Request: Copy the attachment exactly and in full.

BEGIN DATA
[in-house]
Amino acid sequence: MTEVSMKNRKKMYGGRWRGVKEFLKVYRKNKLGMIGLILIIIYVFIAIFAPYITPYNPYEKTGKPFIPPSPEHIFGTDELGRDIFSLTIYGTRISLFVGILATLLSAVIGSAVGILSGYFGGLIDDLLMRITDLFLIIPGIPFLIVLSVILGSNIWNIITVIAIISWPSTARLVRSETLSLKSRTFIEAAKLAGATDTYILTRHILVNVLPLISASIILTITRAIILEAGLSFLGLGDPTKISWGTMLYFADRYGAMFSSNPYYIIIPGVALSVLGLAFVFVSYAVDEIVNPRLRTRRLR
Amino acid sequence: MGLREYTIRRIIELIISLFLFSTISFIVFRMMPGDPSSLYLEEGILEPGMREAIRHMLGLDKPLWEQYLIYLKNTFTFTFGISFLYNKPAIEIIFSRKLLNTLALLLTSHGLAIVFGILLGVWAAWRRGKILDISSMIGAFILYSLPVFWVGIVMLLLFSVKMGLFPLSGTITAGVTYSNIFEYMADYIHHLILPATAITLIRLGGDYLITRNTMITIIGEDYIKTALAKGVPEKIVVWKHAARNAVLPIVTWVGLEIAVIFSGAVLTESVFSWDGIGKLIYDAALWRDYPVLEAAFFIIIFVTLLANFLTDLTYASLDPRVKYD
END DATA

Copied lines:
[in-house]
Amino acid sequence: MTEVSMKNRKKMYGGRWRGVKEFLKVYRKNKLGMIGLILIIIYVFIAIFAPYITPYNPYEKTGKPFIPPSPEHIFGTDELGRDIFSLTIYGTRISLFVGILATLLSAVIGSAVGILSGYFGGLIDDLLMRITDLFLIIPGIPFLIVLSVILGSNIWNIITVIAIISWPSTARLVRSETLSLKSRTFIEAAKLAGATDTYILTRHILVNVLPLISASIILTITRAIILEAGLSFLGLGDPTKISWGTMLYFADRYGAMFSSNPYYIIIPGVALSVLGLAFVFVSYAVDEIVNPRLRTRRLR
Amino acid sequence: MGLREYTIRRIIELIISLFLFSTISFIVFRMMPGDPSSLYLEEGILEPGMREAIRHMLGLDKPLWEQYLIYLKNTFTFTFGISFLYNKPAIEIIFSRKLLNTLALLLTSHGLAIVFGILLGVWAAWRRGKILDISSMIGAFILYSLPVFWVGIVMLLLFSVKMGLFPLSGTITAGVTYSNIFEYMADYIHHLILPATAITLIRLGGDYLITRNTMITIIGEDYIKTALAKGVPEKIVVWKHAARNAVLPIVTWVGLEIAVIFSGAVLTESVFSWDGIGKLIYDAALWRDYPVLEAAFFIIIFVTLLANFLTDLTYASLDPRVKYD